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The chocolate pancake dance

Posted by Tall Ships America on June 26, 2009

From Nelly…

Nelly up in rigging putting Penetrol on the foremast to prevent chafing

Nelly up in rigging putting Penetrol on the foremast to prevent chafing

As we sailed out of Hamilton and around the island to the start of Race Three,  we were joined by hundreds of yachts, dinghies and even jet skis.  It felt like a royal escort.  

 I hate to admit it, but I couldn’t tell you when we crossed the starting line.  I had never set foot on a schooner before and I was often concentrating so much on what I was doing, mostly hauling and trying not to fall over, that I wasn’t always sure exactly what my hauling was achieving up in the rigging and by the time I was done I needed to move to another line.

 The last I was aware, we were waiting for the other race committee boat to get into position.  Then we were setting more sails and tacking, which involved a lot of hurry and hauling while trying not to slip on the deck. 

It started pouring and there was as much water raining down on us from above as there was crashing over the bow.  To add to the commotion on deck, the guest crew was lined up on the leeward side being sick, then the main runner block blew, but still Pride of Baltimore 2 sped along, charging towards Charleston. 

  It wasn’t until I looked up some time later and saw that all the little yachts and powerboats that had been with us were out of sight, and all you could see were the gray skies and tall ships surging forward.  “Oh,” I thought, “The race must have begun.  I totally missed that. Oops”

 It took some strategic blanket placement to make it so that I couldn’t fall out of bed that night.  This worked really well until we tacked and I found myself plastered against the hull like a magnet.

 It was always more fun to be able to see our competition on the horizon (especially when they were behind us).  One night Urania came up from behind and crossed over to our port side.  At one point she was only 1.5 nautical miles away, it was eerie to see her silently moving behind us.   

 One afternoon, as I was lying sleepily in my bunk, I could see Rob, the cook, making German chocolate cake.  Good smells are a luxury on a ship so that was always a bonus of sleeping by the galley.  I have always been a fan of food, which was heightened on board because all I did was eat, sleep and haul on lines – and eating was the only thing I did that didn’t make me sweat (it was very hot below decks).  I always enjoyed walking through the galley and smelling what he’s cooking – it’s also great when we were on deck working and the sweet smell of dinner wafts up. 

 That night we got woken up during our standby watch (the four hours before our watch time) to help strike a sail. I have never been able to snap out of sleep as well as I did on Pride.  It’s probably because the person sent below to do wakeups isn’t messing around and their urgency makes me snap awake.  They say my name and I’m up, throwing on my glasses and scrambling up the ladder.  This particular night we got up, struck a sail then were relieved back to sleep, then later woken up to set a sail.  Both times I was awake enough only to know where I was and what I had to haul on. When I woke up the next morning I realized that we had struck and then reset the same sail and I had no idea why.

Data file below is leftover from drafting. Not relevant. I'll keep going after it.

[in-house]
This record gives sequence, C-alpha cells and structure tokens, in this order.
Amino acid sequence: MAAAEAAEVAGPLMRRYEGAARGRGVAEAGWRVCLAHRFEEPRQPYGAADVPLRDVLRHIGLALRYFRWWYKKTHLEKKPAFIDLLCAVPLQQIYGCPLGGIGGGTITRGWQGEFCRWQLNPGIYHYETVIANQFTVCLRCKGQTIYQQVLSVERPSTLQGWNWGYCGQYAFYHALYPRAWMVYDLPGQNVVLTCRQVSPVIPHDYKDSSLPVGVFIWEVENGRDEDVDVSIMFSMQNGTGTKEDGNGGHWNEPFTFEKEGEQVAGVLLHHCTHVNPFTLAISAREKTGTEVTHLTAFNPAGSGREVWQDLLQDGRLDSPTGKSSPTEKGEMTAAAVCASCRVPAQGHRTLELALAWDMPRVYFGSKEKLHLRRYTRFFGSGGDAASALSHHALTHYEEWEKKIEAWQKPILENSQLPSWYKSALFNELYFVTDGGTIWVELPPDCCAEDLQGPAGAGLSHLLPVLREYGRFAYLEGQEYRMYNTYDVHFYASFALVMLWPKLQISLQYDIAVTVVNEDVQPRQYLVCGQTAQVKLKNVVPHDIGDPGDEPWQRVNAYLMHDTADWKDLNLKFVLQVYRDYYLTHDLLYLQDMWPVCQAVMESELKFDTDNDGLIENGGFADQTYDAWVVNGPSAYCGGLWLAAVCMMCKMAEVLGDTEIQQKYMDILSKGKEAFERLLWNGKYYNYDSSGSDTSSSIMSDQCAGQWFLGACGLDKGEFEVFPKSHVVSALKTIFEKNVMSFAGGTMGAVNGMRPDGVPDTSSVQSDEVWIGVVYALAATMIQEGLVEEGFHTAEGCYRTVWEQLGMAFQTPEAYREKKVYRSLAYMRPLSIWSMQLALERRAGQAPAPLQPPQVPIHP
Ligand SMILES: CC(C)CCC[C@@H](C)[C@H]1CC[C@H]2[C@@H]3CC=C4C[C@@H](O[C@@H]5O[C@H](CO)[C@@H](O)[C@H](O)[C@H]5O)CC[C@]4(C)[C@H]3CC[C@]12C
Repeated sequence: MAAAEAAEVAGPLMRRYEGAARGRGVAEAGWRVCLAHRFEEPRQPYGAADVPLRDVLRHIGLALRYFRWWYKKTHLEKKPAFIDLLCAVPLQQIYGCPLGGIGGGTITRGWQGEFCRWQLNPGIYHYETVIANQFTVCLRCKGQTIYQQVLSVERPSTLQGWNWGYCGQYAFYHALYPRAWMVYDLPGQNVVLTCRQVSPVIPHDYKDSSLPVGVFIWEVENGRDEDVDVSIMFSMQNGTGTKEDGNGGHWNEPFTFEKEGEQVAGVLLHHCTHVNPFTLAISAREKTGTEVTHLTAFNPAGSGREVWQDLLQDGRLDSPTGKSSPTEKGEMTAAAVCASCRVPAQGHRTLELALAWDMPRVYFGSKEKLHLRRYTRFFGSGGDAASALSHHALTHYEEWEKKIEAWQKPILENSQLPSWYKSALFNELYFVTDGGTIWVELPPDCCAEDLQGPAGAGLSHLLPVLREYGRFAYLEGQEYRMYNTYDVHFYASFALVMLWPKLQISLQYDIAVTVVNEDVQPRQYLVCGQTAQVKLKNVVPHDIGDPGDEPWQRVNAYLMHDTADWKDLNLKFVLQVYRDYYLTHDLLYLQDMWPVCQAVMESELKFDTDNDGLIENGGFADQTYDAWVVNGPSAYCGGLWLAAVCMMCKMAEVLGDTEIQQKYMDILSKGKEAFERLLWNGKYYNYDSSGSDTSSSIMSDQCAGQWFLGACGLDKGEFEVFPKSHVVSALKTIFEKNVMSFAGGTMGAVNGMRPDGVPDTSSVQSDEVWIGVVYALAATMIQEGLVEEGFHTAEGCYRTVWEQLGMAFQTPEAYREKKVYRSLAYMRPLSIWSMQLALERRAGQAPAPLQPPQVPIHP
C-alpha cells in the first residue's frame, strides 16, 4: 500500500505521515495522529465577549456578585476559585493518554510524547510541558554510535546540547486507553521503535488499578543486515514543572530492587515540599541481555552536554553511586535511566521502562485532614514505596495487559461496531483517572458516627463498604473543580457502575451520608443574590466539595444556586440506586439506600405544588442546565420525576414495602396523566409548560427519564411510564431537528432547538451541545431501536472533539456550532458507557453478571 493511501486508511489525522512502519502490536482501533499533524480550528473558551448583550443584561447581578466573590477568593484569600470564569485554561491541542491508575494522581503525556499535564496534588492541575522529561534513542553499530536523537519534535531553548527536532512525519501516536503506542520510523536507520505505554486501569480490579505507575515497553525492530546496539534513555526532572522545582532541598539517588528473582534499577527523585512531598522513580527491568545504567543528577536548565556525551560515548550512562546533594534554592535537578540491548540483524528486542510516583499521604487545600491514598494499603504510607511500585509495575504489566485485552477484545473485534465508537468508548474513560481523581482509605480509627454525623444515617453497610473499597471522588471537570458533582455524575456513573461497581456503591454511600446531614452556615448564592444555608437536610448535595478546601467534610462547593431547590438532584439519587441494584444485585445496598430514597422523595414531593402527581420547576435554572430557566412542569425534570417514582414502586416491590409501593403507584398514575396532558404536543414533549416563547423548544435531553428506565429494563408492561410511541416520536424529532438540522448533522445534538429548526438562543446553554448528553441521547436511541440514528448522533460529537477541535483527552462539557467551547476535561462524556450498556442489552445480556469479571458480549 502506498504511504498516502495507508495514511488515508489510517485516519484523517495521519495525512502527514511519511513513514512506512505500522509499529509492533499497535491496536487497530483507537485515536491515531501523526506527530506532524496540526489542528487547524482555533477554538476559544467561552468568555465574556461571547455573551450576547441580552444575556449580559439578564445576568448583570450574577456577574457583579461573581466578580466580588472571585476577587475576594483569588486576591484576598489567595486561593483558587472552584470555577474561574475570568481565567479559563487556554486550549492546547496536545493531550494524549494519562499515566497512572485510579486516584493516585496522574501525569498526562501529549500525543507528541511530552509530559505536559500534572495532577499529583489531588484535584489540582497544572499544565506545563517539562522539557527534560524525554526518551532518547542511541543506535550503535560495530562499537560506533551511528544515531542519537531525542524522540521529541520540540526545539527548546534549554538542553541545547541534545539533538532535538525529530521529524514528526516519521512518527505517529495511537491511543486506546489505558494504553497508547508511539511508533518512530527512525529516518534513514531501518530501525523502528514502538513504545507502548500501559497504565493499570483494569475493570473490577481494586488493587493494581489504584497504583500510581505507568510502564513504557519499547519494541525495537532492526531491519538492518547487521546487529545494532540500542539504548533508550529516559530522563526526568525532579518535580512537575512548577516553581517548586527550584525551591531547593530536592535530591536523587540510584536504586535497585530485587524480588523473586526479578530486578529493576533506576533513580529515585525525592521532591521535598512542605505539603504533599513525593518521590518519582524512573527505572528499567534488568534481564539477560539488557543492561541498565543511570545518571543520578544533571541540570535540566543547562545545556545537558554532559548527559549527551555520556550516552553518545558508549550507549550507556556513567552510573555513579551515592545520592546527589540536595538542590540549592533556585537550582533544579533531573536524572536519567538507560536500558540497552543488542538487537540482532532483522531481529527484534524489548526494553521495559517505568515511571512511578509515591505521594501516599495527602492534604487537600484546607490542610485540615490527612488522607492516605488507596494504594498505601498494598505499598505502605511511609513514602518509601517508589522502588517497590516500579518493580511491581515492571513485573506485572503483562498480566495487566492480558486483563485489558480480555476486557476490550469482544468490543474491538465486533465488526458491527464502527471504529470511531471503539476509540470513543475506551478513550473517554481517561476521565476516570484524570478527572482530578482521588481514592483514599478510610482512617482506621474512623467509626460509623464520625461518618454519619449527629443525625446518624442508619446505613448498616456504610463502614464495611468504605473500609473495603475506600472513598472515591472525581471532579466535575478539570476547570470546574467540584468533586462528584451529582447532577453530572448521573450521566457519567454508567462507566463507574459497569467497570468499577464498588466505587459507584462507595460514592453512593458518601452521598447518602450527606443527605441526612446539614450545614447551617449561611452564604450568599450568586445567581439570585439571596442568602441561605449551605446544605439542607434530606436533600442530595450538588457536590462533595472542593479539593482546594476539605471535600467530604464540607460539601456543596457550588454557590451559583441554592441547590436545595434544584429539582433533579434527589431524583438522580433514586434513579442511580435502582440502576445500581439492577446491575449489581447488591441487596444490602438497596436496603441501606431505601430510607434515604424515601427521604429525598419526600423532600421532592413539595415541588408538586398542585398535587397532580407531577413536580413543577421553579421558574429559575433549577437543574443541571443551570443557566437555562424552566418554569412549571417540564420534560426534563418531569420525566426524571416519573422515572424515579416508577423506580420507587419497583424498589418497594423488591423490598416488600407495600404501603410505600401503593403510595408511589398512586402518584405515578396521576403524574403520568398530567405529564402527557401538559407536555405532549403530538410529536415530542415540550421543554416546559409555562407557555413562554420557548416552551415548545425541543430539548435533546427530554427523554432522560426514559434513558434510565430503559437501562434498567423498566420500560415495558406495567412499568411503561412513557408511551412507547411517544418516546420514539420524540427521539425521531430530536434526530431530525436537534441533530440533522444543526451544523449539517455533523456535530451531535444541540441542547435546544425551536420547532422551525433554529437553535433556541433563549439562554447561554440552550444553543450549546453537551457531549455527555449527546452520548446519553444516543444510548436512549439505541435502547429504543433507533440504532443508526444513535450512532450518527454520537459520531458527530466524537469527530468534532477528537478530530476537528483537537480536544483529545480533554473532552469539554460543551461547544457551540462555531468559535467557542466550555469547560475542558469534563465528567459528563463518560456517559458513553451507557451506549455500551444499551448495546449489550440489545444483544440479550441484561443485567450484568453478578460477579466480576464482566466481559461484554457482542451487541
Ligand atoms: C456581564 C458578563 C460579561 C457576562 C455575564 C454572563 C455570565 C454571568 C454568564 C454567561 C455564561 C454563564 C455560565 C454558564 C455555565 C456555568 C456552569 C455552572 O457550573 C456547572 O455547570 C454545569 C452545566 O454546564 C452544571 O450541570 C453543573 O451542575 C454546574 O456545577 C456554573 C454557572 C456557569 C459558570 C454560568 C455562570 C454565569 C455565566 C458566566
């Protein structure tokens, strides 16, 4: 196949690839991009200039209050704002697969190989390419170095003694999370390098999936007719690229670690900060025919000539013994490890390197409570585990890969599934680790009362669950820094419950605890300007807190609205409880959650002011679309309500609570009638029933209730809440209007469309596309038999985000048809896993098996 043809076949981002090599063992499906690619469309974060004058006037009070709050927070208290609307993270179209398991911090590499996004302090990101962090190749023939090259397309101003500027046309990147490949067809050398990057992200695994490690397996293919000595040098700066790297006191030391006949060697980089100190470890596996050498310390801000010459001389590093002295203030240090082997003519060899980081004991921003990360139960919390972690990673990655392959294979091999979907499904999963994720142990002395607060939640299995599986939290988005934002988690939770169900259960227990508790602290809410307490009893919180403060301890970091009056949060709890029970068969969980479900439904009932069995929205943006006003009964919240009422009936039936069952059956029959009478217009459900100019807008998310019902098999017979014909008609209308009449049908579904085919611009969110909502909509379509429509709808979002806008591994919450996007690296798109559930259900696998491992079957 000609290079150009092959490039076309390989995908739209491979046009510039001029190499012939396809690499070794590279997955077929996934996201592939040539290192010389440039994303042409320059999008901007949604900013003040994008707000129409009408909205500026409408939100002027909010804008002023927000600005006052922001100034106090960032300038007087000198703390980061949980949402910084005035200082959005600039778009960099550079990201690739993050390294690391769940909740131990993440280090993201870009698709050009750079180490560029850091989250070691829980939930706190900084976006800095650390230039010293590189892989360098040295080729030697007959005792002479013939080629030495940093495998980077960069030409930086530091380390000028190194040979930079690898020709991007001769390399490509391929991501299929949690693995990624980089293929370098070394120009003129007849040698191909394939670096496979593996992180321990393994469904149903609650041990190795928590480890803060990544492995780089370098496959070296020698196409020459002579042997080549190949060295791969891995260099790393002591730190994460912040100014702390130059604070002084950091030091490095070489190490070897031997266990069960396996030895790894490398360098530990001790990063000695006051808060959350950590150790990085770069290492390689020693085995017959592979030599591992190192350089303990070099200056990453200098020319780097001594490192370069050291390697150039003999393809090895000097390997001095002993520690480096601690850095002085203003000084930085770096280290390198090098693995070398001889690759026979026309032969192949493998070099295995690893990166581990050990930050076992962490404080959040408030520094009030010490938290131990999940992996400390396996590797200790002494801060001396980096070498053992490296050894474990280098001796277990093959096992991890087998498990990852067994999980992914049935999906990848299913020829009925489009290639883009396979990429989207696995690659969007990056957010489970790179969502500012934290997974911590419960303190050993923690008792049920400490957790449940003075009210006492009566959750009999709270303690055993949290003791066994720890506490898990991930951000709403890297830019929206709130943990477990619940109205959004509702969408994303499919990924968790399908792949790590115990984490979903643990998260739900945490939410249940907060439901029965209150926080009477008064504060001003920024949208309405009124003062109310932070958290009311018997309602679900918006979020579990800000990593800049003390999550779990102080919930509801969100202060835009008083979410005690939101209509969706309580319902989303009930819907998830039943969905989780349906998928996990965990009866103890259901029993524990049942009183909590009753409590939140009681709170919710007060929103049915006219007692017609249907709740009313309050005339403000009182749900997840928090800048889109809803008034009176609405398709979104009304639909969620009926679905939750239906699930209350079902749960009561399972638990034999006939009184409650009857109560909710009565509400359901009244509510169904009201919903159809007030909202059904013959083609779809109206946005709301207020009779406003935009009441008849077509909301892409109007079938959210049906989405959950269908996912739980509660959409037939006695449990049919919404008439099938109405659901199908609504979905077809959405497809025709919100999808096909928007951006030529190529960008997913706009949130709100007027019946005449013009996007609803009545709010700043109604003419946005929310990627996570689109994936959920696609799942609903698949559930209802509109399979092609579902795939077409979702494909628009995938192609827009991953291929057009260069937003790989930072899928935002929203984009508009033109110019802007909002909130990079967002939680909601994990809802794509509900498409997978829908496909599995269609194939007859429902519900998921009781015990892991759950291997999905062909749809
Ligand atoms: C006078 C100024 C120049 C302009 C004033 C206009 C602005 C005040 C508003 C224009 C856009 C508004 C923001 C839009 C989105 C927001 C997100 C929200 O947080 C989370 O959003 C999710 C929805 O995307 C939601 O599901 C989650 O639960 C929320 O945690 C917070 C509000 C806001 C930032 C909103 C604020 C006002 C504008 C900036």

During our night watch on the third day we saw a cruise ship, which first appeared as a glowing mass in the distance and it got so close off our port side that we could see individual windows.  It looked like a skyscraper that had been knocked on its side, gliding across the water.  As it blew past us at twenty knots, we heard them conversing with the Capitan Miranda over the radio because they were on a collision course.  After hearing that it would be “inconvenient” for the cruise ship to alter its course to starboard, the Capitan Miranda said “We are participating in the Tall Ships Race, and all the other vessels here are operating under sail power and therefore limited in their ability to maneuver so please steer clear.”  The cruise ship then agreed to alter their course to port and continued on by.  We could see Capitan Miranda and a few other tall ships as tiny lights on the horizon and listening to the Miranda on the radio made me feel like I had a posse out there on the water. 

 Since I am on watch from 12-4 in the morning and afternoon, I normally slept through breakfast. On the days I had duty, however,  I had to get up early to clean the ship before watch.  I hadn’t had a breakfast in days and when I woke up that morning I smelled something on the griddle and literally jumped out of my bunk and into the galley shouting “Pancakes!” and scared the daylights out of our cook Rob.  I may or may not have proceeded to go around the galley doing the chocolate chip pancake dance. 

 I fell asleep after my afternoon watch to the gentle rocking of the ship, as it moved slowly in the light winds only to wake up plastered against the hull, both hearing and feeling the water blowing by. “Well that’s different,” I thought.  I went up on deck to find that we were cruising along at 8 knots headed straight for Charleston!


One Response to “The chocolate pancake dance”

  1. Lucy said

    Nelly, Nelly, Nelly:
    I can just see you doing your pancake dance!!!! Ha Ha!!

    Love you!!!

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